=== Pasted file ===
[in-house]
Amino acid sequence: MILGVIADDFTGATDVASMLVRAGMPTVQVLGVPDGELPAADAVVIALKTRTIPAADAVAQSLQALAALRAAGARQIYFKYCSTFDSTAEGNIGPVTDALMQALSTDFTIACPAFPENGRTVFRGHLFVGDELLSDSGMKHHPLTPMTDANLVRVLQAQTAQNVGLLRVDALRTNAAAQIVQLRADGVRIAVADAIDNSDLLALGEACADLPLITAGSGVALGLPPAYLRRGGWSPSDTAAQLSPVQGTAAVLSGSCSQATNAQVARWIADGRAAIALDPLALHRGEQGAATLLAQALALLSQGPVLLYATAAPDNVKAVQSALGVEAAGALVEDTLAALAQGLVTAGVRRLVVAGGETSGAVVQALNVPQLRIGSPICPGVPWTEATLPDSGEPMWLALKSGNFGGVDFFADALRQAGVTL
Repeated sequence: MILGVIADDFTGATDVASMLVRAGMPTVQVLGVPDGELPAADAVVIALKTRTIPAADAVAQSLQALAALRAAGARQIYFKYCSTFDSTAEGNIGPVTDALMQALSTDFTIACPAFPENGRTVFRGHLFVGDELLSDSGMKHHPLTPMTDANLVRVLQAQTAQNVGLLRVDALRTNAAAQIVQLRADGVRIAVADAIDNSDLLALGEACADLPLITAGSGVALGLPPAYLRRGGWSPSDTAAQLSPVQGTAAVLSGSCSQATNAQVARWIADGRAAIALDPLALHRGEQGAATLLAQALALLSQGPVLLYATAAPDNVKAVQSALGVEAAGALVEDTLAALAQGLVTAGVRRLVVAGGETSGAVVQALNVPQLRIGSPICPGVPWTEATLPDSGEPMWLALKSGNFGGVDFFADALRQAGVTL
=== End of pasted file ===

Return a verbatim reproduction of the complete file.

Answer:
[in-house]
Amino acid sequence: MILGVIADDFTGATDVASMLVRAGMPTVQVLGVPDGELPAADAVVIALKTRTIPAADAVAQSLQALAALRAAGARQIYFKYCSTFDSTAEGNIGPVTDALMQALSTDFTIACPAFPENGRTVFRGHLFVGDELLSDSGMKHHPLTPMTDANLVRVLQAQTAQNVGLLRVDALRTNAAAQIVQLRADGVRIAVADAIDNSDLLALGEACADLPLITAGSGVALGLPPAYLRRGGWSPSDTAAQLSPVQGTAAVLSGSCSQATNAQVARWIADGRAAIALDPLALHRGEQGAATLLAQALALLSQGPVLLYATAAPDNVKAVQSALGVEAAGALVEDTLAALAQGLVTAGVRRLVVAGGETSGAVVQALNVPQLRIGSPICPGVPWTEATLPDSGEPMWLALKSGNFGGVDFFADALRQAGVTL
Repeated sequence: MILGVIADDFTGATDVASMLVRAGMPTVQVLGVPDGELPAADAVVIALKTRTIPAADAVAQSLQALAALRAAGARQIYFKYCSTFDSTAEGNIGPVTDALMQALSTDFTIACPAFPENGRTVFRGHLFVGDELLSDSGMKHHPLTPMTDANLVRVLQAQTAQNVGLLRVDALRTNAAAQIVQLRADGVRIAVADAIDNSDLLALGEACADLPLITAGSGVALGLPPAYLRRGGWSPSDTAAQLSPVQGTAAVLSGSCSQATNAQVARWIADGRAAIALDPLALHRGEQGAATLLAQALALLSQGPVLLYATAAPDNVKAVQSALGVEAAGALVEDTLAALAQGLVTAGVRRLVVAGGETSGAVVQALNVPQLRIGSPICPGVPWTEATLPDSGEPMWLALKSGNFGGVDFFADALRQAGVTL